When I moved to Madison County in 1973, this barn and its attached sign were prominent on the Marshall Bypass. Heading west on Hwy. 25-70, it was impossible to not see the barn or get the message. I’m almost certain this is the first photograph I made in Madison County.
I’ve never been able to find the negative and the only evidence of the image was an old, badly printed 6x8 print; and my memory of making the picture. The print was relatively easy to fix with the help of digital imaging and a great assistant. But the actual picture making - stopping on the road, getting out my camera and pressing the shutter - proved to be harder than I would have imagined.
I was concerned about making a photograph of someone’s private property, knowing the high value local people placed on their land and their land rights. I didn’t want to get shot, or yelled at, and it didn’t occur to me to find the owner and ask permission. I just knew I wanted, to the point of need, to have that image. So, one sleety day, after driving by the barn three or four times to make sure no one was there, I stopped and stole a shot, not without a certain amount of guilt.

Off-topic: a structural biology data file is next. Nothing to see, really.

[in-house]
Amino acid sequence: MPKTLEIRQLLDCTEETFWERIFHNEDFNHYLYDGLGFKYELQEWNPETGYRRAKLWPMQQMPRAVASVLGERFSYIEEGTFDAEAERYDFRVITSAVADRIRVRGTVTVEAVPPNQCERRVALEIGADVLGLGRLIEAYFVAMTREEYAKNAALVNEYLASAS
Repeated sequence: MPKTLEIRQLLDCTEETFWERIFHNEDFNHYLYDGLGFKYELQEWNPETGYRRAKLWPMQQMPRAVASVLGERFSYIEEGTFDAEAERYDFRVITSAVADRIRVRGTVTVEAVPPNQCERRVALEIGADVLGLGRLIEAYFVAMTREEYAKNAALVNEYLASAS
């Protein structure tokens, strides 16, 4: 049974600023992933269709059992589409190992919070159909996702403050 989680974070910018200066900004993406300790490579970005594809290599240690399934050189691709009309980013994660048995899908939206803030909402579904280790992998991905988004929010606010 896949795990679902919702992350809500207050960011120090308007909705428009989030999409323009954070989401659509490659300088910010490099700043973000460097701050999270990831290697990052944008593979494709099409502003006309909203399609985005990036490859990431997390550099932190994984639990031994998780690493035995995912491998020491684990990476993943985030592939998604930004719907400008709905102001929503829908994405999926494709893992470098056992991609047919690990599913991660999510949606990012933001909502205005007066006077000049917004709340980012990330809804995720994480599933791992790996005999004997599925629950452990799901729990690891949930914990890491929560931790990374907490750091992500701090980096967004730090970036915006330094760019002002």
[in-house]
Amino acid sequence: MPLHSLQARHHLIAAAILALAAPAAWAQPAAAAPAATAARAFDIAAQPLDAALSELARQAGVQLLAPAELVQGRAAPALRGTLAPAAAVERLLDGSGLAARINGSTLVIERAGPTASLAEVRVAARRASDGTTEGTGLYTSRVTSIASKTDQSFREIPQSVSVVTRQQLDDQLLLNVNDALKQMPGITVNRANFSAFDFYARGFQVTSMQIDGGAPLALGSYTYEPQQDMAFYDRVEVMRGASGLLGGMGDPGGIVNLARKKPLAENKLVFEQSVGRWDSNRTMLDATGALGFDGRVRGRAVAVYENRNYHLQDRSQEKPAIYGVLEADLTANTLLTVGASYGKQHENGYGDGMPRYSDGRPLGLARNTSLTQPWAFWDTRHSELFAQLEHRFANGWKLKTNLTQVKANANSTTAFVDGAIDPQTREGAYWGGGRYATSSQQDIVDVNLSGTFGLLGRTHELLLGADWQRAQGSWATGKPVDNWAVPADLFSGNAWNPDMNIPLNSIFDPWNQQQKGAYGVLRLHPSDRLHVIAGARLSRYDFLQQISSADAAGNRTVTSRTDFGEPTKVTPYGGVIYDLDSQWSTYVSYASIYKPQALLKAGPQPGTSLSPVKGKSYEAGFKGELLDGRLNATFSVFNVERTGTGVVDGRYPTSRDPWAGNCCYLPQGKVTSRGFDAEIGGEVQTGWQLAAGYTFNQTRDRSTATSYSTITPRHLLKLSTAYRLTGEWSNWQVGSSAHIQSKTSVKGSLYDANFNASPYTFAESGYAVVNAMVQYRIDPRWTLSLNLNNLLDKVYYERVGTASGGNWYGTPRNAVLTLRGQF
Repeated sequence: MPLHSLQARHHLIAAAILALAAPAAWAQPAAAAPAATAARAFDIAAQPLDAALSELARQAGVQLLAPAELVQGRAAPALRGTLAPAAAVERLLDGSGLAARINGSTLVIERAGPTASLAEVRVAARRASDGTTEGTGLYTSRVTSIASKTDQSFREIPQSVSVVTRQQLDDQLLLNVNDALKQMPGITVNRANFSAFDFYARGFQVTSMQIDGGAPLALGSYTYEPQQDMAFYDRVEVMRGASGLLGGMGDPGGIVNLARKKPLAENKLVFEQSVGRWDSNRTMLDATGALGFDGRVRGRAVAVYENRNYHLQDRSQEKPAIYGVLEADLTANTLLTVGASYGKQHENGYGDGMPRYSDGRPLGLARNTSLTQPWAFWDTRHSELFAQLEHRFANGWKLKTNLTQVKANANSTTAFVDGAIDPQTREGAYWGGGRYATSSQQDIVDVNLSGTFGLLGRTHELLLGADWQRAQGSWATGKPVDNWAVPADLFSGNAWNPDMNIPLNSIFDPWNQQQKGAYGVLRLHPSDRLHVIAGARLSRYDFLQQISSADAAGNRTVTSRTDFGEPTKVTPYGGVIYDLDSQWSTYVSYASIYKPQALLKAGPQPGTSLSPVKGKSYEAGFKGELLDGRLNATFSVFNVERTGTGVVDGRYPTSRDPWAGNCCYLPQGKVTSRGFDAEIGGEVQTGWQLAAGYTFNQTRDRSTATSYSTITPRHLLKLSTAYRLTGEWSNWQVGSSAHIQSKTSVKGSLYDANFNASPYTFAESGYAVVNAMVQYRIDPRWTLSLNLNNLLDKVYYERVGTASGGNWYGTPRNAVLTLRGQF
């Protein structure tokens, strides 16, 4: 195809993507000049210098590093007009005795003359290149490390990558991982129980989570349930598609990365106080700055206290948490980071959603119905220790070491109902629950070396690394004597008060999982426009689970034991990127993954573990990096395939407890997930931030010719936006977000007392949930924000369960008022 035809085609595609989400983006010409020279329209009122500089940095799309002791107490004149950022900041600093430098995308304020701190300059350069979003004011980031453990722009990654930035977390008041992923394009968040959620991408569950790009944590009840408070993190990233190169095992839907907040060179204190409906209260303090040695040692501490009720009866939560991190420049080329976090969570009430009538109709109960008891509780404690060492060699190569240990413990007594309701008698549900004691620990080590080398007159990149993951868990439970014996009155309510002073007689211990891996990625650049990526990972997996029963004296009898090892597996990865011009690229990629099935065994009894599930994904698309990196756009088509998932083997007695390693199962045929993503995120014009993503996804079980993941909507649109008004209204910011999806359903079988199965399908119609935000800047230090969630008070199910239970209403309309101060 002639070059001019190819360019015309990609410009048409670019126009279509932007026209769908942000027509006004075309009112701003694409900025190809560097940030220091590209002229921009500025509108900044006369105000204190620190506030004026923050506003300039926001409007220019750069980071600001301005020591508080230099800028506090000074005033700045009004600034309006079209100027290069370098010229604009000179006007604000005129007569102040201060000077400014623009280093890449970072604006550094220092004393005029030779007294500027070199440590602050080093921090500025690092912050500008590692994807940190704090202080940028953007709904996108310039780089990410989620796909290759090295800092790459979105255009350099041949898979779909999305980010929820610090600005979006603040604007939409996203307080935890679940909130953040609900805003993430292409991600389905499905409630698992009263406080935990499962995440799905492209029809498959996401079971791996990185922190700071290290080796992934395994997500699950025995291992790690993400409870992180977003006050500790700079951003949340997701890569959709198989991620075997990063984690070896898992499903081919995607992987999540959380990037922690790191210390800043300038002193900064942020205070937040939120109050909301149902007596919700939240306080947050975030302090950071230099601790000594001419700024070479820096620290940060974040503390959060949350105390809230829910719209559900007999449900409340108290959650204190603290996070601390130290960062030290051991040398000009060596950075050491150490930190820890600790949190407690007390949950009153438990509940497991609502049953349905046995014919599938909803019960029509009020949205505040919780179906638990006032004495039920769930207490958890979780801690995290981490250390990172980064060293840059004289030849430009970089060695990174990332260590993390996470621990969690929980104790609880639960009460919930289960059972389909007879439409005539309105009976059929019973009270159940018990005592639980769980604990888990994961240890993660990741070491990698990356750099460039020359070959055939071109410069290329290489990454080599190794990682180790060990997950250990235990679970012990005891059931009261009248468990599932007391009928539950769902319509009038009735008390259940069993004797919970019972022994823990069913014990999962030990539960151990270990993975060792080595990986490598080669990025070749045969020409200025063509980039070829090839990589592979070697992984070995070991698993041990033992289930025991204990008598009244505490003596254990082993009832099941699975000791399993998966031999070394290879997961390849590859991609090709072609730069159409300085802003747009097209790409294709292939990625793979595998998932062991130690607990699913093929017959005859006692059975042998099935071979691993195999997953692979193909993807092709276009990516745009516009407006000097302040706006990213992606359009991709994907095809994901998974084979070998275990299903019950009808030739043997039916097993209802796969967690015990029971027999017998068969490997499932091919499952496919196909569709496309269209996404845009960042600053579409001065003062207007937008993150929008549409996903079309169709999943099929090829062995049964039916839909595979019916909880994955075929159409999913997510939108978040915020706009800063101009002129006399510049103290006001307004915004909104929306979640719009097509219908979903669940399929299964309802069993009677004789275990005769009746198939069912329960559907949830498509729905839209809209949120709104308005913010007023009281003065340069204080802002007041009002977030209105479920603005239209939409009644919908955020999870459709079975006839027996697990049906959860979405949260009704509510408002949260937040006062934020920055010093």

It’s a ubiquitous message in the rural South, and maybe it’s because I live where I live that it seems more evident in mountain communities. In 1973, coming from the North and Midwest, it was not something I had ever seen before and this barn became a clear symbol of my move to a place I knew nothing about. There was something about the starkness and the fundamentalism of the sign, and the prominence of its display, that made me feel that by making a picture of it I would be signing onto the program, or at the very least, accepting the fact that demonstrative belief played a big role in the community.
The sign is long gone, as is the barn, although the message remains. I see it everywhere – tacked to trees, printed on plywood, black on white.It’s a good message – Get Right With God – and I now can comfortably translate it to mean simply being at peace with myself, and my personal notion of a higher power. Years ago, however, the message for me was fearful, demanding and narrow, with an unmistakable “or else” quality about it. It gave me pause – not only for my very soul, but for how that unbending dogma would cast a shadow over my life should I stay.